Using mediation as a tool to reduce workers’ compensation program costs is a growing trend across the country. There are a number of reasons for its increased use. This includes the fact it involves all parties, allows the employer and employee to have a voice in claim settlement and for creative remedies that would otherwise not be available in a judicial setting.
How Does Mediation Work?
There is no set formula for a successful mediation. It will typically involve an agreed upon neutral third-party who evaluates the case and moves the adverse parties toward settlement. More successful mediations are held in-person and can include a mix of joint sessions or when the parties are separated into different private rooms. Whenever a mediation is conducted, it is important for all interested parties to be present and free from distractions.
Preparing for Successful Mediation
There are a number of steps that parties interested in settlement should take in order to prepare for mediation. Important steps should include:
- Accurately review the claim to determine exposures and properly set reserves. Obtaining proper settlement authority and discussing settlement options is a must for defense counsel;
- Determine if the case is ready for mediation and whether settlement could include bigger issues such as the closure of all future medicals;
- Identify all potential intervention interests and place them on notice, if necessary. Failure to include a necessary party may be fatal to an otherwise great settlement;
- Have realistic settlement expectations – and also understand what the expectations of the other party might be.
Securing the expertise of a settlement consultant can be a valuable tool prior to mediation. Prior to settlement, they can work closely with the injured worker to gain deep insight into his needs and desires and help all parties attain a successful settlement.
It is also important to prepare a confidential case analysis letter for the mediator. This is an opportunity to help the neutral third-party understand not only the strengths and weaknesses of your case, but how you view the claims of the employee. This correspondence should also include expert medical and vocational reports. By providing this information to the mediator in advance, you can spend less time providing background information while actually at the mediation and more time moving the case toward settlement.
Information provided to the mediator directly related to the mediation and settlement of a claim is generally considered confidential and not admissible in court at a later date. Be sure to fully understand the confidentially rules applicable to your jurisdiction before submitting information.
Getting to Yes: Tips for Settlements
It is important to keep an open mind when preparing for a workers’ compensation mediation. Failing to do so will only lead to further frustration and lack of settlement. Here are some tips to reach a settlement at mediation:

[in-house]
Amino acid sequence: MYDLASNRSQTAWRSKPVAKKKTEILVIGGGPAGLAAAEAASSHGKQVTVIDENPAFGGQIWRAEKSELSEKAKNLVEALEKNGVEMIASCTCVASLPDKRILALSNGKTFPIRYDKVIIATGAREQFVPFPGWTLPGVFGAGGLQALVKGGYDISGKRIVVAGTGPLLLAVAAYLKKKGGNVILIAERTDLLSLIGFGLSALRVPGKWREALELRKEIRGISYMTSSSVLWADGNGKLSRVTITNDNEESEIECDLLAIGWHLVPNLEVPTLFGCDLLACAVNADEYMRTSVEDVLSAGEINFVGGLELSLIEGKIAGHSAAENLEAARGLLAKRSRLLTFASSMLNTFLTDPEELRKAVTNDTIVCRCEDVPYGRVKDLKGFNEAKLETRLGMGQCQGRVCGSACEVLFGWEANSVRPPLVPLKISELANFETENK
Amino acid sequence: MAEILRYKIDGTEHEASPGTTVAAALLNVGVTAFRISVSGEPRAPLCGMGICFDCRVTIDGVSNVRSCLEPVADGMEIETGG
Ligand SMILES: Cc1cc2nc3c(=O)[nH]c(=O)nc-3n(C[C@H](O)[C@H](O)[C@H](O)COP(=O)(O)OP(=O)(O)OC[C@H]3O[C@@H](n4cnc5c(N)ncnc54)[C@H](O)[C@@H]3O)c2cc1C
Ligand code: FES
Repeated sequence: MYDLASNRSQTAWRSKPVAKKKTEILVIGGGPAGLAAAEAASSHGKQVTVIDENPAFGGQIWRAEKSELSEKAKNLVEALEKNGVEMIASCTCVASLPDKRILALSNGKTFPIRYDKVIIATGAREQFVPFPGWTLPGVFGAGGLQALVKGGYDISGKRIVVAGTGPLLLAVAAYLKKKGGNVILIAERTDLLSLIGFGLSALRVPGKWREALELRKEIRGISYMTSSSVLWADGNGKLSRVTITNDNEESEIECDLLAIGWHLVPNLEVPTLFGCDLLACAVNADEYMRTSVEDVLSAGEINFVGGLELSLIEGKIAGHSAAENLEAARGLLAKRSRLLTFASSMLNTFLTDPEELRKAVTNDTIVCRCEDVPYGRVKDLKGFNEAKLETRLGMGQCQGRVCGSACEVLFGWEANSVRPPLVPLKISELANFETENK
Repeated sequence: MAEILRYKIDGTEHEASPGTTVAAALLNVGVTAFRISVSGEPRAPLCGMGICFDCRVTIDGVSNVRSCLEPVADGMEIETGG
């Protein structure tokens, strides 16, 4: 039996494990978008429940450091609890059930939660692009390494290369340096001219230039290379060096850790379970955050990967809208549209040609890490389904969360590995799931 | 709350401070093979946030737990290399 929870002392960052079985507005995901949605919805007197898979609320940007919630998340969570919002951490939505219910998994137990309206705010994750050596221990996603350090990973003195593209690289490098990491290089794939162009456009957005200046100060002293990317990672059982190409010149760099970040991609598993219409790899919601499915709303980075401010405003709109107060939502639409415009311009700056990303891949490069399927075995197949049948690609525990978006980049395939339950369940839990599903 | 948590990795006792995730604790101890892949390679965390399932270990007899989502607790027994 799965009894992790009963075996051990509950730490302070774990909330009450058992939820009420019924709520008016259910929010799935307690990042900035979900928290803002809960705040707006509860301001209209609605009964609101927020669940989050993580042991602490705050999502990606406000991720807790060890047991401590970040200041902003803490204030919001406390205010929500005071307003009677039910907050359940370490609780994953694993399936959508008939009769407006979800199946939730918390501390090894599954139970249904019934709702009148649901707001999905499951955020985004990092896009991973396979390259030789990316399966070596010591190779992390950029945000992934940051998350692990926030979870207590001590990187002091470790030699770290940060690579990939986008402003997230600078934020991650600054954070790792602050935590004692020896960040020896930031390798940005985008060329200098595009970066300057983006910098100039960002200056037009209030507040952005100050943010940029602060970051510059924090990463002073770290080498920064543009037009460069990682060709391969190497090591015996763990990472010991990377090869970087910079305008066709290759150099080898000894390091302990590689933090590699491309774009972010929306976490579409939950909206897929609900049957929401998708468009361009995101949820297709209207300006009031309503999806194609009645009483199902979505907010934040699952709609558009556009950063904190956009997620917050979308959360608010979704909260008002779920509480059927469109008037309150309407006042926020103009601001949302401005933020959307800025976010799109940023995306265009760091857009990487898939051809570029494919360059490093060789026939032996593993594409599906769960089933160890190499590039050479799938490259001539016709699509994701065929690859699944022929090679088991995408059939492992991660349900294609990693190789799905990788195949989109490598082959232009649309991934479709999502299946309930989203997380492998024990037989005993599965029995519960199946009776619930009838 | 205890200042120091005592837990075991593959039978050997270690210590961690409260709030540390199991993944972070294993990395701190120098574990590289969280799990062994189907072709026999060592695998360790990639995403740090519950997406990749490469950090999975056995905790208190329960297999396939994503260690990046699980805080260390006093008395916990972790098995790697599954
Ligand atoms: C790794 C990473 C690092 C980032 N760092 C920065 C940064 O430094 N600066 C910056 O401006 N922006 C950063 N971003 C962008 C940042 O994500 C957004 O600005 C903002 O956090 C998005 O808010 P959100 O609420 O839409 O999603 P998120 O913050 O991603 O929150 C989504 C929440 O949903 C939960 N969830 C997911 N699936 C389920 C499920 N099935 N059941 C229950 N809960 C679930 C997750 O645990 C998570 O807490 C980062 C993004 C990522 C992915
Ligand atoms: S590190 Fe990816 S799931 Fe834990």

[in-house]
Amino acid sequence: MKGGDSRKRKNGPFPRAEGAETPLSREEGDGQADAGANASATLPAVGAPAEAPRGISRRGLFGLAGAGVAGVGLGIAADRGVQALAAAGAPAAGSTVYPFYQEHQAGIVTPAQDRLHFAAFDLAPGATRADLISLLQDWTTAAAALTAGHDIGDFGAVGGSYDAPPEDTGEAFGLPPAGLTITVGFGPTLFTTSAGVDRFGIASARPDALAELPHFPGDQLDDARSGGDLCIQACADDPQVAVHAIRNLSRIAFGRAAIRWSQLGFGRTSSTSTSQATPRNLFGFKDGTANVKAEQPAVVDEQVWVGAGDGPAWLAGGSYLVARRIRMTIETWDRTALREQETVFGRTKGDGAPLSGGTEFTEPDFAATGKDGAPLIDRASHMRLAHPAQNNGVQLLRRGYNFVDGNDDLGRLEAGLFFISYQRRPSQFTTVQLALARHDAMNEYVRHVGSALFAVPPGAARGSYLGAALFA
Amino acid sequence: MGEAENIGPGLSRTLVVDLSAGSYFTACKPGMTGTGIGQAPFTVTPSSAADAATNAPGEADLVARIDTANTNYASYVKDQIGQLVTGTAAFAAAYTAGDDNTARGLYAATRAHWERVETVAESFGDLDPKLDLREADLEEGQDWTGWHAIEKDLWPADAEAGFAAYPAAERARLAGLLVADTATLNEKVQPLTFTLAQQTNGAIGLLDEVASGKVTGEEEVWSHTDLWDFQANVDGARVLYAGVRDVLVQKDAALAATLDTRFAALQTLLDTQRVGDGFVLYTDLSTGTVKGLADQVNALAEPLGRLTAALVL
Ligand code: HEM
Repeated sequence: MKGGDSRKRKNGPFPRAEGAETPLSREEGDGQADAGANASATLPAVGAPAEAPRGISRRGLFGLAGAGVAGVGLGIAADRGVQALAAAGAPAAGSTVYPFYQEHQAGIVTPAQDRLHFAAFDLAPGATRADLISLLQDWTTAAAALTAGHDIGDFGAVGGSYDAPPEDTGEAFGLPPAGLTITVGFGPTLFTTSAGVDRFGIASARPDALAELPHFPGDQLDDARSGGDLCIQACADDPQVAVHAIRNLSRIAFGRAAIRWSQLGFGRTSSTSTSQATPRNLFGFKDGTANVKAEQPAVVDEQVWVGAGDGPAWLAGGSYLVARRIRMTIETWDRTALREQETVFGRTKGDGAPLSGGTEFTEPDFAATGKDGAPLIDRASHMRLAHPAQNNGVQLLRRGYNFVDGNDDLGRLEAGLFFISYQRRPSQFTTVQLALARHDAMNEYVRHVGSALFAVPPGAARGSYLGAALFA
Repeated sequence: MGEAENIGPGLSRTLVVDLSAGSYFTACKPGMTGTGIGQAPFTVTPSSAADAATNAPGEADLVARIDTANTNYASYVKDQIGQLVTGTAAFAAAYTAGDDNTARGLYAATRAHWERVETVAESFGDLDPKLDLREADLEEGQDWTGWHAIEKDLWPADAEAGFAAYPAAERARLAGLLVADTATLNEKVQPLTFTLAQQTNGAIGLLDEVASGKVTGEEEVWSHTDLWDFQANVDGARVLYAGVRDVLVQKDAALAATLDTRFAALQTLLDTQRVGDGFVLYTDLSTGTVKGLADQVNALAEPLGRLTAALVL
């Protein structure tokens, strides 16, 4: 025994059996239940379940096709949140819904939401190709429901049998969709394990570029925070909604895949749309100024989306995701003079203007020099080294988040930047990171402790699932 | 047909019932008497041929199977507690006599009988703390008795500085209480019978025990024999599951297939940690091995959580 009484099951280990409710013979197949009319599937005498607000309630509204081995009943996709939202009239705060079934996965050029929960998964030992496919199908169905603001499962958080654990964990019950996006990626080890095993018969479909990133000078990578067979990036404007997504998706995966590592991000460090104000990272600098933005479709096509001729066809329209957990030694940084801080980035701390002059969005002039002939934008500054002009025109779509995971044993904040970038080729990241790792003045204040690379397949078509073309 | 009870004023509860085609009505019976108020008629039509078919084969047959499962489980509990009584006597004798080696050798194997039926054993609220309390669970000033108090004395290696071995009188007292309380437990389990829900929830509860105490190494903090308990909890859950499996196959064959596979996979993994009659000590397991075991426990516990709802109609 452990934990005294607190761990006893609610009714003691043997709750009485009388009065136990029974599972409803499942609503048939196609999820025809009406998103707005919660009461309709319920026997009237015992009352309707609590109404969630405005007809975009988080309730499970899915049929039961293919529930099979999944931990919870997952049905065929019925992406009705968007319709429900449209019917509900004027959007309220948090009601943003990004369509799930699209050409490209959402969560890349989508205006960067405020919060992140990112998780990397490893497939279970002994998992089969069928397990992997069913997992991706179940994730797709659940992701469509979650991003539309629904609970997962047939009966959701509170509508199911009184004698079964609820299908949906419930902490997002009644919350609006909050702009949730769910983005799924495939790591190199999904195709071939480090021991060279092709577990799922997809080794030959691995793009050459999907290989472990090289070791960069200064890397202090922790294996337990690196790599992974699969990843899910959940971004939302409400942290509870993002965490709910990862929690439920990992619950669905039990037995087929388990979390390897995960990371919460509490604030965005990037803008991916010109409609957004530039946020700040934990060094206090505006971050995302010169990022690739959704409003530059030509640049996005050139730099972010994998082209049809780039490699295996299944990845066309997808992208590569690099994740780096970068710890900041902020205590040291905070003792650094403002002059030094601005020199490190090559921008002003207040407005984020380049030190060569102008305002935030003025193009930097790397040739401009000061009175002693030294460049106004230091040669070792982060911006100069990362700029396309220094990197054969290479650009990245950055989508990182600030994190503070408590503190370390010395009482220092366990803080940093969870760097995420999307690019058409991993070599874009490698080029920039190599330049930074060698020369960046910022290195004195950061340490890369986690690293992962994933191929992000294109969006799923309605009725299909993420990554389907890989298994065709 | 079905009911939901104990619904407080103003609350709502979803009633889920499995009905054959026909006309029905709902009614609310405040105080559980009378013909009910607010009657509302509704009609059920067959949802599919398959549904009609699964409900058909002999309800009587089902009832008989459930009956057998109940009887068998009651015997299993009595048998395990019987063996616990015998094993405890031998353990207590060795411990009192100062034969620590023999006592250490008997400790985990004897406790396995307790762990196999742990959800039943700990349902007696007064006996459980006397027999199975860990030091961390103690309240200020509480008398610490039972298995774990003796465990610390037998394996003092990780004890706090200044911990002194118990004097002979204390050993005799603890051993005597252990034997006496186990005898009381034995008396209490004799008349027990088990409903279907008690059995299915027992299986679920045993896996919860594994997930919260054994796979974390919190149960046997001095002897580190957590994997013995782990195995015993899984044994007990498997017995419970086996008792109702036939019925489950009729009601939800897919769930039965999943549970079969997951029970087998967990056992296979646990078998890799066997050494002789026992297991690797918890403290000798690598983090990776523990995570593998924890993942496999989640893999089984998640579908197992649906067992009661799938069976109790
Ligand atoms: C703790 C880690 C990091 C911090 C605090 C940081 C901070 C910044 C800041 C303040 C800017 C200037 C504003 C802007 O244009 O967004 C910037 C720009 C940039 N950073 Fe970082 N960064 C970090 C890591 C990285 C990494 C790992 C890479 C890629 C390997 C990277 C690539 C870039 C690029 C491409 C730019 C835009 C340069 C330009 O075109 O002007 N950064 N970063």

- Prepare a Strategy: This includes playing “devil’s advocate” and discussing the pros and cons of various defenses. A complete case evaluation should also take place and have a firm understanding of what the opening offer should be, likely counter-offers and the bottom line.
- Keep Interested Parties Posted: In many instances, cases fail to settle at mediation because the parties have not placed interested medical providers on notice of their potential intervention claims.
- Come Prepared for Settlement: Cases often settle at mediation and then languish as defense counsel and the attorney for the injured party exchange multiple drafts of settlement agreements. Proactive stakeholders should bring a laptop computer and portable printer, if available. This allows the attorneys to have a copy of the settlement documents in hand, ready to review and reach a true final settlement.
Stakeholders interested in reducing workers’ compensation costs should examine the use of mediation as an opportunity to make their programs effective and efficient. This can include the use of mediation as a tool to streamline the settlement process.
Author Michael Stack, CEO Amaxx LLC. He is an expert in workers’ compensation cost containment systems and helps employers reduce their workers’ comp costs by 20% to 50%. He works as a consultant to large and mid-market clients, is a co-author of Your Ultimate Guide To Mastering Workers Comp Costs, a comprehensive step-by-step manual of cost containment strategies based on hands-on field experience, and is founder & lead trainer of Amaxx Workers’ Comp Training Center .
Workers’ Comp Roundup Blog: https://blog.reduceyourworkerscomp.com/
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Do not use this information without independent verification. All state laws vary. You should consult with your insurance broker, attorney, or qualified professional.